Paul Brunton, the renowned British philosopher, spent a lot of time with Maharshi and wrote of his experience in two books titled IN SEARCH OF SECRET INDIA and MAHARSHI AND HIS MESSAGE. Lots of food for the soul.

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  2. Thinking about you, Ron and hoping you both are finding moments of peace and pleasure amidst this ordeal. Seems like you know where to look for them.

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    1. Some days more than others, Patti. Thanks for dropping by.

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  3. Lee Morgan, one of the great jazz trumpet players. A big favorite. I still remember the shock I felt in the early 1970's when he was gunned down by his girlfriend. Only in his early 30's.

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    1. I knew he died very young, but did not know until now how. I'd assumed it was an OD

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  4. One of my favorite Lee Morgan songs is The Sidewinder: https://www.youtube.com/watch?v=qJi03NqXfk8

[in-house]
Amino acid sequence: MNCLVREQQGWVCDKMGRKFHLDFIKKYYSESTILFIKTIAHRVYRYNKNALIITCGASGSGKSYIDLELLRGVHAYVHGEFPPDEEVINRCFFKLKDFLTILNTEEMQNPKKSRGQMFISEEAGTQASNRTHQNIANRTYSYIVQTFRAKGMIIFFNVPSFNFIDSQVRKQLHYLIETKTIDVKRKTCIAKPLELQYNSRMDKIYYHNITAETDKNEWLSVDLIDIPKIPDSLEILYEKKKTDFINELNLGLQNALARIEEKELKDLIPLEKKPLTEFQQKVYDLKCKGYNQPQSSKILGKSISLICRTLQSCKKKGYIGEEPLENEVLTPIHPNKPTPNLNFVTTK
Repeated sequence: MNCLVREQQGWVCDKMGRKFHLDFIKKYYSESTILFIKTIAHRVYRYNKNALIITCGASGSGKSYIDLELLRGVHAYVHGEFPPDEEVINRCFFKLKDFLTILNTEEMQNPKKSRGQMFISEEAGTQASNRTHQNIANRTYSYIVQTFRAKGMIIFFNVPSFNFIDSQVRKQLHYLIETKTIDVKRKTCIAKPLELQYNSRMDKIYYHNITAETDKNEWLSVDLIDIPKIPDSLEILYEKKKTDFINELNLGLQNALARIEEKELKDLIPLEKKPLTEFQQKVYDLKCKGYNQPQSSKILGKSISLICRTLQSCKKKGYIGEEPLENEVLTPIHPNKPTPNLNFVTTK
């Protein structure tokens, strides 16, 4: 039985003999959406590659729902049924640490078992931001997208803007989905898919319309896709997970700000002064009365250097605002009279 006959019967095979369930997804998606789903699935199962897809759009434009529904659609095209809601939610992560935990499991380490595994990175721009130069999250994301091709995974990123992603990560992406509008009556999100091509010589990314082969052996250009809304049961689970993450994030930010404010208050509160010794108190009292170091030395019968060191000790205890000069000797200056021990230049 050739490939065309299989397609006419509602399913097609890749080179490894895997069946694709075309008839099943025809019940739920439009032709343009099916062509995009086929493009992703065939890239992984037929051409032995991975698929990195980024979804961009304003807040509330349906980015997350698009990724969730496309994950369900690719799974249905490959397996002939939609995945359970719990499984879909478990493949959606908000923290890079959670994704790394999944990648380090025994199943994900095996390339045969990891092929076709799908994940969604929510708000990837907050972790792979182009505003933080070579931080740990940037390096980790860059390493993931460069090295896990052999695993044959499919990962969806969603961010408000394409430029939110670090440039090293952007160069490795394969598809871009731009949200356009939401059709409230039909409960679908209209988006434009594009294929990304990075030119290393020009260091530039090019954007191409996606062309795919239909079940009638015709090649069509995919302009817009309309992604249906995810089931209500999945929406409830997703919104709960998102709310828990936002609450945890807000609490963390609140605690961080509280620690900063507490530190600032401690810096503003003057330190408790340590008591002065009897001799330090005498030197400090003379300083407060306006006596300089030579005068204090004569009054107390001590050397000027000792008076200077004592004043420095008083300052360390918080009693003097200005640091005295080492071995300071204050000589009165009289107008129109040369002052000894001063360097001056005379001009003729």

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    1. On my personal list, too. And coming up here.

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  5. "Everything is coming up roses" is the only way to look at life.

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    1. Another one I like: Everything is working out beautifully.

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  6. Gee, you got an appointment with your dentist fast. I like the view from the window. I always read your blog late at night while my husband Jay is sleeping beside me, and then I can't turn on the audio to listen to the jazz you've picked. I always go to our CDs of cool guitar jazz when given a choice.

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    1. You need a pair of earbuds. Fond of jazz guitar, too. Earl Klugh is a favorite. Send me one of yours.

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  7. Ron, here's a favorite from my collection --on the light side, Bob James (he of "Angela's Theme" from TAXI), an album called simply "H"
    https://www.youtube.com/watch?v=EnQVELy5J5M

    Some purists aren't hip to the more popsy rhythms of smooth jazz, but it's worth exploring.

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    1. Bob James is fine. He can do MOR and still honor a song's jazz roots.